Since some of you are getting bored with the same old Bayou Woman absence of fishing and fun stuff like that, I’ve decided to let YOU entertain the readers!
I am going to set the scene for something that really did happen here recently. I haven’t shared it with you, so that I can do so now and have you all finish the story.
Your responses will be read and judged by a panel of 3 folks who are excellent writers, themselves.
The author of the best story chosen will be highlighted as a “guest writer” here on Bayou Woman AND will receive an autographed, personalized copy of Before the Saltwater Came.
Here’s the story:
The Adventures of Butch and Ti Du
Because of the heat and the biting sand flies, Bayou Woman allowed Termite to move the running line for his dog, Butch, to the front yard where there were less biting insects.
One day, Bayou Woman and Termite came home from a boat trip and noticed that Butch was not on his running line. Not only was he gone, but the line to which he had been attached was gone, too. Next they noticed that the front door was standing wide open.
“How in the world did that dog open that door?” wondered Bayou Woman aloud.
While she walked around the yard wondering, Termite ran inside looking all over for his beloved Butch, who was nowhere to be found.
Outside, Bayou Woman scanned the yard for signs of the Chesapeake Bay retriever. There was no sign of him anywhere. Dreading what she might find, she let her eyes reluctantly scan the highway behind her for signs of the pet. Thankfully, there was no sign of him there.
Termite called loudly for his dog, “Butch! Butch! Come here boy!”
Off in the distance, they heard a pleading yip and then an answering, “Woof! WOOF!”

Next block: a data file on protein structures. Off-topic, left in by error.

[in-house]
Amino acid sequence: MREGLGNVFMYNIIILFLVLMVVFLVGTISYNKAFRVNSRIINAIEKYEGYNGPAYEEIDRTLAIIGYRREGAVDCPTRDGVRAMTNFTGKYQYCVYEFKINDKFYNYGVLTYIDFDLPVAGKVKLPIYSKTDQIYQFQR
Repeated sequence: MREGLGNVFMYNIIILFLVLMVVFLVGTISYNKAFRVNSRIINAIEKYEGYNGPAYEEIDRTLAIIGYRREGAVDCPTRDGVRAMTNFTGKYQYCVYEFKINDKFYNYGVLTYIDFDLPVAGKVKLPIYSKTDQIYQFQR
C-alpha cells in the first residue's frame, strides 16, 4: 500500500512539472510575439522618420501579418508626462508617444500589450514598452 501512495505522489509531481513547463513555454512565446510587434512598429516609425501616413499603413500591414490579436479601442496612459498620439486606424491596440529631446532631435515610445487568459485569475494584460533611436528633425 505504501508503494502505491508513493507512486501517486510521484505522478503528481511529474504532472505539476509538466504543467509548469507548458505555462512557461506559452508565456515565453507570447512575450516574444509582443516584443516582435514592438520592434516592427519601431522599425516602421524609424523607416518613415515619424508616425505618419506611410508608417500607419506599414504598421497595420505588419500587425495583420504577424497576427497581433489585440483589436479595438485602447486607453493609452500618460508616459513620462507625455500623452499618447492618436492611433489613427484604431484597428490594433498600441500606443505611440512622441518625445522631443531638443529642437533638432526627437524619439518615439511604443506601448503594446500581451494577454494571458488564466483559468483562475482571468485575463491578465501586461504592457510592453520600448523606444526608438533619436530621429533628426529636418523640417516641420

The mother and son looked in the direction of the barks, and there he was, up the road a ways, with his chain tangled in something on the bayou side.
Once inside the house, Bayou Woman discovered that her good little dog, Ti Du, was innocently sitting inside, waiting for her master to come home. Trash was strewn from one end of the kitchen to the other, dirty cat paws on the counter tops.
Bayou Woman cleaned up the trash, trying to figure out who opened the front door and let in those wild cats.
Several nights later, Bayou Woman awoke with a start. Drugged by sleep, she stumbled into the living room. Waking slowly, she looked toward the foyer, where Butch should have been sleeping, his leash attached.
He was not there, and again the front door was standing wide open Butch was gone–leash and all. Termite had gone to sleep at a friend’s house and would be crushed if his dog ran away. Panicked, she ran outside in her night clothes, with no thought of her bare feet, looking for the dog.
Her eyes scanned the dark road for lifeless signs of the pet. Seeing none, she heaved a slight sigh of relief. Remembering he had answered their calls once before, she called out to him,
“Butch! Butch! Where are you boy?”
And from the bayou came the faint answer, “Woof! Woof! Over here!”
Bayou Woman raced down the steps, through the dew-drenched grass, across the black-top highway, following the anxious barks.
As she jumped from the bayou bank down onto the wooden wharf, she spied his bulky frame out over the water. She could not believe her eyes.
There he was, standing in Termite’s boat, six feet away from the dock, his leash dangling. He seemed to be smiling, his tail wagging vigorously.
She called out to him to jump in and swim . . .
Now you finish the story in 300 words or less!
Good luck and I’ll be checking back for your oh so creative endings!
Ok, start typing!